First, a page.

In Atlanta, officials granted $500 a month for public safety and sanitation workers, and in Baltimore, police, fire and EMS employees get $200 extra every two weeks.

Nashua’s Rhodes said his city’s contract does not give firefighters hazard pay in extraordinary situations like COVID-19.

These employees are eligible for overtime, which in many cases has been significant during the emergency.

First responder pay

The Union Leader annually has reported a few dozen police officers in Manchester receive full pay that’s more than double their annual salary, thanks to overtime and special detail pay.

Reviews of payrolls for state government workers found dozens of state troopers and corrections office workers had six-figure incomes for the same reasons.

During the pandemic, state and local governments can be reimbursed for any overtime that is directly connected to COVID-19.

New Hampshire ranks 21st in the country in pay for first responders, according to Yahoo Finance — an average of $58,120 a year for police, $48,640 for fire and $38,390 for EMS.

First responders in Massachusetts (13th), Rhode Island (15th) and Connecticut (7th) have higher average pay. Those in Vermont (36th) and Maine (41st) make less.

Trump embraced idea early

Policymakers in many states might have decided not to pursue additional first responder pay because they believed the Trump administration was going to carry it.

“I think it’s something we are discussing in terms of bonus or bonus pay,” President Donald Trump said April 1.

A few weeks later, U.S. Treasury Secretary Steven Mnuchin said hazard pay for first responders was “definitely something we’ll put in the next bill,” referring to a fourth stimulus package.

U.S. Senate Majority Leader Mitch McConnell changed course on Friday, saying that though the Senate likely will pass another COVID-19 stimulus bill, “I can tell you it won’t be a $3 trillion liberal wish list.”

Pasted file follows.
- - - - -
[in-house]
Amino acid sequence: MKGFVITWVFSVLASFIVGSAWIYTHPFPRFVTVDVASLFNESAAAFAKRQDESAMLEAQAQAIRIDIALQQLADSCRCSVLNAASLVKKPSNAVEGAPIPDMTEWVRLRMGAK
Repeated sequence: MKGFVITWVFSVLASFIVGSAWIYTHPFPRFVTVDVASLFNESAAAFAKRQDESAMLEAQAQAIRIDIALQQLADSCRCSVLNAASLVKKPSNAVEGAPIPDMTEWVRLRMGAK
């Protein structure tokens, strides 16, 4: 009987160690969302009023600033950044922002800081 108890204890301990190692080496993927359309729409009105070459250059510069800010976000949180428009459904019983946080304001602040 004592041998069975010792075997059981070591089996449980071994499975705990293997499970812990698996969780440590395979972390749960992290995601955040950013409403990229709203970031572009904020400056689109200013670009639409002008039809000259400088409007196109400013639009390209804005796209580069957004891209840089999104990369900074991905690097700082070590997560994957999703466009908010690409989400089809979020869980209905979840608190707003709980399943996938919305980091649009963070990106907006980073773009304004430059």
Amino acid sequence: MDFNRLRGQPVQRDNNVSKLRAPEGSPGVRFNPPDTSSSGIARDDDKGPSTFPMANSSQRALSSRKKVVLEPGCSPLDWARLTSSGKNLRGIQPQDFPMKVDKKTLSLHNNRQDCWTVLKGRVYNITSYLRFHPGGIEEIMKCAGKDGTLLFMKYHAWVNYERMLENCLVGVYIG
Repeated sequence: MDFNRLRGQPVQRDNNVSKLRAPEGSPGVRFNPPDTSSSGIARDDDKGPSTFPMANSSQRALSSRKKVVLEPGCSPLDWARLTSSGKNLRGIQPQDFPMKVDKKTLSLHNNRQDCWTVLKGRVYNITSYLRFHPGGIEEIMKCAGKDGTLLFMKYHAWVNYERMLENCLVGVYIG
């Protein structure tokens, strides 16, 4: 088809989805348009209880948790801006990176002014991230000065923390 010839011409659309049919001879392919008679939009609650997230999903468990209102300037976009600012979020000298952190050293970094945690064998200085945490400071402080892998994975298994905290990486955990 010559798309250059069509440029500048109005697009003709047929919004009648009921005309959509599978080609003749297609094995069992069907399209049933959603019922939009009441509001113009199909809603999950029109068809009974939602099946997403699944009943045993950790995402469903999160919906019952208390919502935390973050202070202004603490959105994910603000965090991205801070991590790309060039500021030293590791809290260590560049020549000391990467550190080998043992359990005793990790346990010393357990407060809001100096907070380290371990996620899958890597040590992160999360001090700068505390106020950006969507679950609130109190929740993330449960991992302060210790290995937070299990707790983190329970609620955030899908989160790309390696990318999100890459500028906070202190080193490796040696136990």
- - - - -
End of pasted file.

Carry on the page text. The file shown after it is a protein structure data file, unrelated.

Senate Democrats want to give up to $25,000 to essential workers.

During a recent conference call with local officials, Portsmouth Mayor Rick Becksted urged Sen. Jeanne Shaheen, D-N.H., to press for hazard pay, along with more direct payments to communities.

“If we don’t do that, we are going to start to see layoffs,” Becksted said.

Legislative leaders embraced Sununu’s proposal and in fact, sought even more.

Before Sununu came up with his proposal, Democratic candidate for governor and Senate Majority Leader Dan Feltes promoted a $50 million account to pay first responders more.

House Finance Chairman Mary Jane Wallner, D-Concord, pushed Sununu to add state child protection workers going into homes to investigate complaints of alleged abuse.

When advocates urged Sununu’s Economic Reopening Task Force to give bonuses to nurses working in the prison system along with private contractors working at nursing homes, Sununu agreed to add them.

Debate over ‘essential’

Still, Patty Miller, a peer support specialist for Dartmouth-Hitchcock Medical Center, said on social media that all “essential workers” should be eligible for the benefit.

“The first responders knew when they chose that work they would be at times risking their lives. They get paid more and definitely have earned respect on a regular basis; however, when people become employees at a grocery store or gas station, or janitors or fast food employee etc. they did not think they would be risking their lives,” Miller posted.

“As a matter of fact, most people didn’t think they deserved $15.00 an hour. Now they are risking their lives and their family’s lives and are still not getting $15.00. Let that sink in.”

Brian Parks, an on-call firefighter with the North Country town of Dalton, could receive a $150 per week bonus.

“Please do not downplay us first responders and firemen,” Parks said in responding to Miller. “We are on the front line. I myself get a stipend at the end of the year and am not paid during these months but you still can’t call ourselves volunteer any more. We live in small towns and are out there in the line of fire.”

Nashua Fire Chief Rhodes said as for his ranks, the extra pay will be reinvested locally.

At the onset of the pandemic, Nashua firefighters ran into problems getting food because of their work schedules.

“Some of the union members got together and pitched an idea with the community. They worked with five restaurants and caterers in the community to buy a total of 76 meals a day from local merchants,” Rhodes said.

“I can’t speak for everyone, but I am fairly certain and hopeful that the vast majority of this money ends up back in the local communities.”

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©2020 The New Hampshire Union Leader (Manchester, N.H.)

McClatchy-Tribune News Service